El Al Israel Airlines posted a $106.5 million net profit for 2015, reversing a 2014 net loss of $28 million as passenger numbers increased 7.6% over the year.
In 2014, El Al saw its profits tumble by over $55 million year-over-year (YOY) following disruptions caused by Israel’s military operations against Palestinian forces in Gaza that summer. Inbound tourism to the region dropped 20% in the latter half of 2014.
During 2015, the Israeli flag carrier transported 4.9 million passengers, up from 4.6 million passengers in 2014. Traffic grew 4% YOY to 19.74 billion RPKs and capacity increased 3.7% YOY to 23.88 billion ASKs, producing a passenger load factor of 82.6%, up 0.1 point YOY. El Al’s cargo traffic for the year was 488.7 million RTKs, up 0.9% YOY.
For the full-year, the number of Israelis heading abroad rose 15.2% YOY to 5.4 million; the number of tourists arriving in Israel during the year was down 0.8% YOY to 2.5 million.
“Thanks to … a dramatic improvement of operational efficiency due to the drop in fuel prices, the entry of new aircraft [and] modular pricing for UP-branded flights which increased demand … we present[ed] record results,” El Al CEO David Maimon said. UP is the low-cost airline operated by El Al.
Full-year revenue for the airline was $2.05 billion, down 1.3% YOY; operational expenses fell 11.6% YOY to $1.59 billion. The carrier’s operating profit for the year was $461.2 million, a 65.5% increase YOY.
El Al attributed the drop in revenue as a result of opposing trends. “On the one hand, revenues were favorably affected [by the] growth in the number of passengers at [Tel Aviv’s] Ben Gurion Airport,” the company said. “On the other hand, the company’s revenues were adversely affected as a result of the drop in flight prices … mostly due to the increased competition and the impact of the drop in fuel prices.”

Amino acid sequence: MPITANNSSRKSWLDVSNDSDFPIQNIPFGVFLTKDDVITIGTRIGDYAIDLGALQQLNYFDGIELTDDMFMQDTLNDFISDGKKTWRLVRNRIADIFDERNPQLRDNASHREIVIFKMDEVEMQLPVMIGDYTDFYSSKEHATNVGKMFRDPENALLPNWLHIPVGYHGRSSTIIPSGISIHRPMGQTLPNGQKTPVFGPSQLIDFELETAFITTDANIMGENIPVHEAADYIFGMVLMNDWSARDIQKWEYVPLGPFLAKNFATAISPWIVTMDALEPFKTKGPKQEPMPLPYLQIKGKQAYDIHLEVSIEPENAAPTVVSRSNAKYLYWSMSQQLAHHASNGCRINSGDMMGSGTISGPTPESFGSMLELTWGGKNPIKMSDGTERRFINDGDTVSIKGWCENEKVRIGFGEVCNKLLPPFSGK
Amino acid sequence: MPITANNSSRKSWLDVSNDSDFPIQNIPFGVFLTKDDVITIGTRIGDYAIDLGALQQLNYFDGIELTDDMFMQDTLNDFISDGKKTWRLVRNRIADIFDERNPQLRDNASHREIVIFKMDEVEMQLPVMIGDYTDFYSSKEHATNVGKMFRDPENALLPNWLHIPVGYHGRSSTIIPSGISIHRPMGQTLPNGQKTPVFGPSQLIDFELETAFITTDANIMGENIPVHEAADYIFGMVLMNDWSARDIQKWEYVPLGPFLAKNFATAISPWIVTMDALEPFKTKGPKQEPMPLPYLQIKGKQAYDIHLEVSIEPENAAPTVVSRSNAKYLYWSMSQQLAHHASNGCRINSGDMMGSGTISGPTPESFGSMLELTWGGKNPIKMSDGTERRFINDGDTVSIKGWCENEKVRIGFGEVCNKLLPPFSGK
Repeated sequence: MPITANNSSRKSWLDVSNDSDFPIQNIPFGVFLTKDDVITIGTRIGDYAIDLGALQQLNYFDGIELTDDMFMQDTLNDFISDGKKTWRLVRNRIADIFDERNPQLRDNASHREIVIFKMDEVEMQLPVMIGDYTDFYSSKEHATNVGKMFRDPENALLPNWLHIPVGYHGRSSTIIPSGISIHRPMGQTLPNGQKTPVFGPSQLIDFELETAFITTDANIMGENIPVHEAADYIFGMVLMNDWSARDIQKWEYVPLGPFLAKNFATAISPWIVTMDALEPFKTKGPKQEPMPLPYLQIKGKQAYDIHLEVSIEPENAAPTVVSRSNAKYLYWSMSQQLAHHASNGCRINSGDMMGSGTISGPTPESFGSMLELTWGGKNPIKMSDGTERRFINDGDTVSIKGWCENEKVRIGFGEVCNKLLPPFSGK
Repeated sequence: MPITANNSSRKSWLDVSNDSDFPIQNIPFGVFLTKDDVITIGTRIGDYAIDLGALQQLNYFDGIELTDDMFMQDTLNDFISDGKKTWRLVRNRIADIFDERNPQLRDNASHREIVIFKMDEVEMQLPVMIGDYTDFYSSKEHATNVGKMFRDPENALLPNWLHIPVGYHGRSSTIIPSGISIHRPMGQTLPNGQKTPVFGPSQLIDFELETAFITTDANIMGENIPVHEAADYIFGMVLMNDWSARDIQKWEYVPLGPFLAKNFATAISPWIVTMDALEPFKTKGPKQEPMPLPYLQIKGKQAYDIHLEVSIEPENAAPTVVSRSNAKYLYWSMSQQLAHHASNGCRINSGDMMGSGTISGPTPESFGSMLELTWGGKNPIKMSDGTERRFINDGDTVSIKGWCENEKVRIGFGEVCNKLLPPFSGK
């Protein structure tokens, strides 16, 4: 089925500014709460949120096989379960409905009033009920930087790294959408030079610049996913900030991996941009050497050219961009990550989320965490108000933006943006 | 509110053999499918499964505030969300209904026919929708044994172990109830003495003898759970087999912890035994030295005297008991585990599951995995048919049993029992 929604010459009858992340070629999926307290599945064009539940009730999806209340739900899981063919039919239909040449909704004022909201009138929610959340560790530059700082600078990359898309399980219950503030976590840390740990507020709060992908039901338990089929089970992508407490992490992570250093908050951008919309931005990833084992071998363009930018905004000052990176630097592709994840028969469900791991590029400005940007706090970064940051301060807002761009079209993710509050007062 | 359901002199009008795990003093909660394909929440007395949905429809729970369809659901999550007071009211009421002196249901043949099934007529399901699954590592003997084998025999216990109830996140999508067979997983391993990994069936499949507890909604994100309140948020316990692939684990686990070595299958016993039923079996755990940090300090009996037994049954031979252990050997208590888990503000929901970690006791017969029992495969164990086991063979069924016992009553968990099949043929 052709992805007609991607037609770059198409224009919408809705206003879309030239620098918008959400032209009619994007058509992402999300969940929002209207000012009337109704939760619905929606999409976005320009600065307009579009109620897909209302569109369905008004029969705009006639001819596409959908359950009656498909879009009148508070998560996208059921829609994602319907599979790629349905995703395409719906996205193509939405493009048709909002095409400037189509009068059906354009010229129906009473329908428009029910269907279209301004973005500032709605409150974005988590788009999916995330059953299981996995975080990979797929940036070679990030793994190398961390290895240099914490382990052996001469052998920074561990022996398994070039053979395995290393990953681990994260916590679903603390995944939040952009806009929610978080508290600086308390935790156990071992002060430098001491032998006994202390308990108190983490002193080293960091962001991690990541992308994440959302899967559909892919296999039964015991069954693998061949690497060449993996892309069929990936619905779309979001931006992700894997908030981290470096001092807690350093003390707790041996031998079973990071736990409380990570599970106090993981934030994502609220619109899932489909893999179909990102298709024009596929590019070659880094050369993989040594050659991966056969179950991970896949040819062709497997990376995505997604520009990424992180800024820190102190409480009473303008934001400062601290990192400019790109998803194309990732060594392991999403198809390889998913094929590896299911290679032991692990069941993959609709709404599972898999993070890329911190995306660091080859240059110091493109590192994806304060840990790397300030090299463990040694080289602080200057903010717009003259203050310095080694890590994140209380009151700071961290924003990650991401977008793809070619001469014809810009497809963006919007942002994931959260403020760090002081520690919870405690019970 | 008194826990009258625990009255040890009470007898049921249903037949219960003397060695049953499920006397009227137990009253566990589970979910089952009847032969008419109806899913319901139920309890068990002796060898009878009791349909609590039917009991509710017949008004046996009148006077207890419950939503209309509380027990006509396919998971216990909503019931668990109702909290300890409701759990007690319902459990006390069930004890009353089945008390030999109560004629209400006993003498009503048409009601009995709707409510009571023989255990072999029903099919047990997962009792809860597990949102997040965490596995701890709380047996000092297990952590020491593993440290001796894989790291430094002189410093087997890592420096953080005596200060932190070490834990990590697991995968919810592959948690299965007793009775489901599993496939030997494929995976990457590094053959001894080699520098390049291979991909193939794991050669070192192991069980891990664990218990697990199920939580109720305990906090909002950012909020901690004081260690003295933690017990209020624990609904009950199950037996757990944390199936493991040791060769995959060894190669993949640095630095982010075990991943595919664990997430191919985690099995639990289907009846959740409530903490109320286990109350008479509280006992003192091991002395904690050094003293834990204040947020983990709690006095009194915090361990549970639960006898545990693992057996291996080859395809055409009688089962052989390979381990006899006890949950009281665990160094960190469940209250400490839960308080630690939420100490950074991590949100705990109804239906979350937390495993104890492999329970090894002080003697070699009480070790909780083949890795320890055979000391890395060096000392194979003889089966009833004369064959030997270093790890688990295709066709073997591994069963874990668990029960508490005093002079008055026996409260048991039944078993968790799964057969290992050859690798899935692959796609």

Fourth-quarter revenue for the airline was $476.3 million, down 3.4% YOY; operational expenses fell 14.1% YOY to $379.1 million. Fourth-quarter operating profits came to $97.2 million, an 86.7% YOY increase. El Al’s fourth-quarter net profit was $12.2 million, reversing its $14.8 million net loss in 4Q 2014.
Following the year’s turnaround in profits, El Al management granted a company-wide bonus of “more than $9 million, in addition to the wage increase and bonuses to employees paid under the wage agreement of June 2015,” the company said. As of Dec. 31, 2015, El Al employed 3,779 permanent and 2,330 temporary employees.
El Al’s owned fleet of Boeing aircraft as of the end of the year comprised six 747-400s, eight 737-900ERs, one 737-700s, six 737-800s, six 777-200ERs and two 737-300ERs, with an average age of 12 years. El Al’s leased aircraft as of Dec. 31, 2015, comprised nine 737-800s and five 737-300ERs, costing El Al approximately $64.2 million in lease fees for the year.
On Oct. 29, 2015, EL Al signed with Boeing the largest aircraft acquisition in the airline’s history, purchasing nine 787-8 and 787-9 Dreamliners with options for 13 additional Dreamliner aircraft, valued at approximately $1.25 billion. Additionally El Al arranged to lease another six Dreamliners from several lessors, including Air Lease Corp. El Al intends to utilize the Dreamliners to replace its 747-400 fleet on its New York JFK/Newark-Israel routes, as well as replacing its 767s on its Boston-Israel and Toronto-Israel routes. The fleet renewal is to begin in the third quarter of 2017, El Al said.